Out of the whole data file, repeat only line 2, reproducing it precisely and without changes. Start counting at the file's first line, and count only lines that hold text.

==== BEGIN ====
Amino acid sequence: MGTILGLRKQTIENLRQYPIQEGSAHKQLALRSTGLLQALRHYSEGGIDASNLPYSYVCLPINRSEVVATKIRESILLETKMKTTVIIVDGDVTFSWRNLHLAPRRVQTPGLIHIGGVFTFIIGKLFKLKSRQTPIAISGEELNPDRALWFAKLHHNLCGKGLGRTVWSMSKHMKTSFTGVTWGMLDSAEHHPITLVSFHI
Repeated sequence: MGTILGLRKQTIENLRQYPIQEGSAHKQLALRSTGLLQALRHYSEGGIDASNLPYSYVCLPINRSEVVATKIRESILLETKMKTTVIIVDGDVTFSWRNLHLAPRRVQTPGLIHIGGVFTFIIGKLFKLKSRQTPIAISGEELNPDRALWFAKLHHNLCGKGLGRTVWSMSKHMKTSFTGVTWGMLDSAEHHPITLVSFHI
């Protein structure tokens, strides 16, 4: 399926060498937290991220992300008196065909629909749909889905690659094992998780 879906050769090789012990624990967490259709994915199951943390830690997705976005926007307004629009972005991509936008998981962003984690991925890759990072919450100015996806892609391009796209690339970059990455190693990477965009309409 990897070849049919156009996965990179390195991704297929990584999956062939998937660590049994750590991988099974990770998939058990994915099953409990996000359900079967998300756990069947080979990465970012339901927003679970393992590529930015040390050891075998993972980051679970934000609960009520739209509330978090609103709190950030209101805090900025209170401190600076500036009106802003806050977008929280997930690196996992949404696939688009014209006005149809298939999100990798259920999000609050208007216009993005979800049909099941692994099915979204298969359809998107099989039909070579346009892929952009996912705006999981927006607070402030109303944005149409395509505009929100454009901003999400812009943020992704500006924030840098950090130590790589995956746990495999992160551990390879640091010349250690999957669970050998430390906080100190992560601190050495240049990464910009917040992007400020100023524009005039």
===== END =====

Repeated sequence: MGTILGLRKQTIENLRQYPIQEGSAHKQLALRSTGLLQALRHYSEGGIDASNLPYSYVCLPINRSEVVATKIRESILLETKMKTTVIIVDGDVTFSWRNLHLAPRRVQTPGLIHIGGVFTFIIGKLFKLKSRQTPIAISGEELNPDRALWFAKLHHNLCGKGLGRTVWSMSKHMKTSFTGVTWGMLDSAEHHPITLVSFHI